A Hometown Boy is a story of tragedy, death, grief, anger, mental illness, love, forgiveness, and healing.  In light of recent events, I was hesitant to read it, but I am glad I did.  Not only did I relate and comprehend the hurt and anger of the victims, but I was also able to relate to the family of the one who caused the tragedy, who in reality, were victims themselves.  That really gave me something to think about.  I think that it is too easy to overlook the family of the perpetrator.  They are people that are filled with sorrow, guilt, and shame because of what their loved one did, but also grieve not only the lives of those their loved one took, but also the loved  one that they lost.  Acadia is amazing in this story as she leads the way to reconciliation and forgiveness, a characteristic her father would have been proud of.  This is a story of people who in the midst of tragedy, experience families and friends brought together again, witness relationships being healed and restored, and experience love as it blossoms and grows.  This thought-provoking contemporary romance is more than just a sizzling story, it is something that inspires you to think about your belief system and your reactions, and just how those reactions effect the people around you.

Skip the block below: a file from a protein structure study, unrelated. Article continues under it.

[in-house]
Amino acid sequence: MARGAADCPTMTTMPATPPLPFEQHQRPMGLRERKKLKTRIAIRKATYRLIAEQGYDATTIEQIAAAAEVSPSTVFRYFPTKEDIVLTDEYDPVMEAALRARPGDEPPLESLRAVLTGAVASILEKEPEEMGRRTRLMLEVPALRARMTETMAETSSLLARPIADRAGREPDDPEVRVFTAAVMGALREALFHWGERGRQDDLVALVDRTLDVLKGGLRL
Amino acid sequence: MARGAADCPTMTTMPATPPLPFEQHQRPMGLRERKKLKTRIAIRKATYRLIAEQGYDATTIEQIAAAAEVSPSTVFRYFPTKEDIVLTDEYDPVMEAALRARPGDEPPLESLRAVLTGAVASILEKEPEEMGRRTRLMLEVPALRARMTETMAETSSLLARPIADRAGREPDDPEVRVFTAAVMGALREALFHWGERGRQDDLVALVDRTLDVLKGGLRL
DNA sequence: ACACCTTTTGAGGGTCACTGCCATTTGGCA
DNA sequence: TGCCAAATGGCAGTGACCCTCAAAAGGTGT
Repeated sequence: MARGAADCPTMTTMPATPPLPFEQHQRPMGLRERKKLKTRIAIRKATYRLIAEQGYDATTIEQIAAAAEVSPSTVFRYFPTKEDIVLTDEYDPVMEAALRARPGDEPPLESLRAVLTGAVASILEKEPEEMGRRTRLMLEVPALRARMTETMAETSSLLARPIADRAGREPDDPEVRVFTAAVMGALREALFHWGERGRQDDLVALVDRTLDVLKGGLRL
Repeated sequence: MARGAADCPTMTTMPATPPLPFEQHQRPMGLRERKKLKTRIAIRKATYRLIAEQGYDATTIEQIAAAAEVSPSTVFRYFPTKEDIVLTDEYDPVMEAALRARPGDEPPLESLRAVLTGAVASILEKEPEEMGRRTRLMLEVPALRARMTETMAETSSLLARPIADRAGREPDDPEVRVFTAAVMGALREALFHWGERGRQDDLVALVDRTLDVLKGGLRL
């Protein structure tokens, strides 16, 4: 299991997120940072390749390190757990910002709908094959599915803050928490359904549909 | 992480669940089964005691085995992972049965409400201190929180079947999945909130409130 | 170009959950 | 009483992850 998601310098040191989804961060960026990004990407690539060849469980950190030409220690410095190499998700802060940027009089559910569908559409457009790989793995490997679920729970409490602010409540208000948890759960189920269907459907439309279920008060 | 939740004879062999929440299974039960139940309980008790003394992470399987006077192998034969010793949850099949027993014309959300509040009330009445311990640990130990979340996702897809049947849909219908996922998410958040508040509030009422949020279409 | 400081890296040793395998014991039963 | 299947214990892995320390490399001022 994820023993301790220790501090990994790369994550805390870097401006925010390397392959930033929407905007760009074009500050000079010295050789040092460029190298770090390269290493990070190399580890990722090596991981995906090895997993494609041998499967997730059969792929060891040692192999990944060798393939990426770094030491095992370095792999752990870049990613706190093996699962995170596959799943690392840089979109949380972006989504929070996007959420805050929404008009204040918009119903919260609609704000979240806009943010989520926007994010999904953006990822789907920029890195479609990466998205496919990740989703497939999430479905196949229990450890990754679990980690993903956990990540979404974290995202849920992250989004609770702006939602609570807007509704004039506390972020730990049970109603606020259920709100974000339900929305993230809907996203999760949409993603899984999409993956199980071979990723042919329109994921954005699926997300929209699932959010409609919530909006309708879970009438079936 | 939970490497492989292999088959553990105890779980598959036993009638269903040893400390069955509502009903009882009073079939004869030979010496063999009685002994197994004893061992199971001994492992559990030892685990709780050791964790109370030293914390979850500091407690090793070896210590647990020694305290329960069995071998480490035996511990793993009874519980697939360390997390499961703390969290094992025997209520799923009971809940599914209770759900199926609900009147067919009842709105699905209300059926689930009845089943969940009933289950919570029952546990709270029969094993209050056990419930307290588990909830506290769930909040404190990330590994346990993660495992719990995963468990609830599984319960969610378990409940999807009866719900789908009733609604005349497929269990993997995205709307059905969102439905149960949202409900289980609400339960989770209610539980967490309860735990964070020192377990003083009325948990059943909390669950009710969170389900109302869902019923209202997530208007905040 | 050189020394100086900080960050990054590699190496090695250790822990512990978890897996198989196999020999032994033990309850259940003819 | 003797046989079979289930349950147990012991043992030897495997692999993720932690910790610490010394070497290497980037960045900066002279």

About this author

Janice Kay Johnson is the author of sixty books for children and adults. Her first four published romance novels were coauthored with her mother, also a writer who has since published mysteries and children's books on her own. These were "sweet" romance novels, the author hastens to add; she isn't sure they'd have felt comfortable coauthoring passionate love scenes!

Janice graduated from Whitman College with a B.A. in history and then received a master's degree in library science from the University of Washington. She was a branch librarian for a public library system until she began selling her own writing.

She has written six novels for young adults and one picture book for the read-aloud crowd. Rosamund was the outgrowth of all those hours spent reading to her own daughters, and of her passion for growing old roses. Two more of her favorite books were historical novels she wrote for Tor/Forge. The research was pure indulgence for someone who set out intending to be a historian!

Janice is divorced and has raised her two daughters in a small, rural town north of Seattle, Washington. She's an active volunteer and board member for Purrfect Pals, a no-kill cat shelter, and foster kittens often enliven a household that already includes a few more cats than she wants to admit to!

Janice loves writing books about both love and family — about the way generations connect and the power our earliest experiences have on us throughout life. Her Superromance novels are frequent finalists for Romance Writers of America RITA® awards




2 comments:

  1. Wow. Yeah this sounds like one that would hit hard right now. But I agree that we forget about how the family members of the perpetrater feel. About what they go through. I think this sounds like an incredible story and I will have to try to read it one of these days.

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  2. I agree, this sounds like a really emotional read but a great one.

    Nice review Ellen! I haven't even seen this one around so thanks for bringing it to my attention! :)